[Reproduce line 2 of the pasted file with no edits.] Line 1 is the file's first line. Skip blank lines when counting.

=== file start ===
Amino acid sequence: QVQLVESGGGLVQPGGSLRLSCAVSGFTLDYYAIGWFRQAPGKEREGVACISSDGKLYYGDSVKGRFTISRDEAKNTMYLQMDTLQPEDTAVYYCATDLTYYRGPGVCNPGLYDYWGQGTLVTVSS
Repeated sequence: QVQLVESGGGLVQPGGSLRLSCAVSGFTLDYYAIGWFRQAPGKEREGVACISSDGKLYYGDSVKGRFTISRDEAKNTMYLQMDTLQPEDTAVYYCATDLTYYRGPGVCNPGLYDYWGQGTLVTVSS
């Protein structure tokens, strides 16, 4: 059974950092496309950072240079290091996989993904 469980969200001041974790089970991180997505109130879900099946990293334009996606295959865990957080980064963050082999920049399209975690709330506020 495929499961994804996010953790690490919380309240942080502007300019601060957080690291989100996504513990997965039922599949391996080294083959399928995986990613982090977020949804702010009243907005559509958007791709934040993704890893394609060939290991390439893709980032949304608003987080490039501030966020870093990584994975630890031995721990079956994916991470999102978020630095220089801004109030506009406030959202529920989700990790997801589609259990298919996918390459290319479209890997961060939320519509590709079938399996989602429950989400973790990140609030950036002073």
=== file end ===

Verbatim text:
Repeated sequence: QVQLVESGGGLVQPGGSLRLSCAVSGFTLDYYAIGWFRQAPGKEREGVACISSDGKLYYGDSVKGRFTISRDEAKNTMYLQMDTLQPEDTAVYYCATDLTYYRGPGVCNPGLYDYWGQGTLVTVSS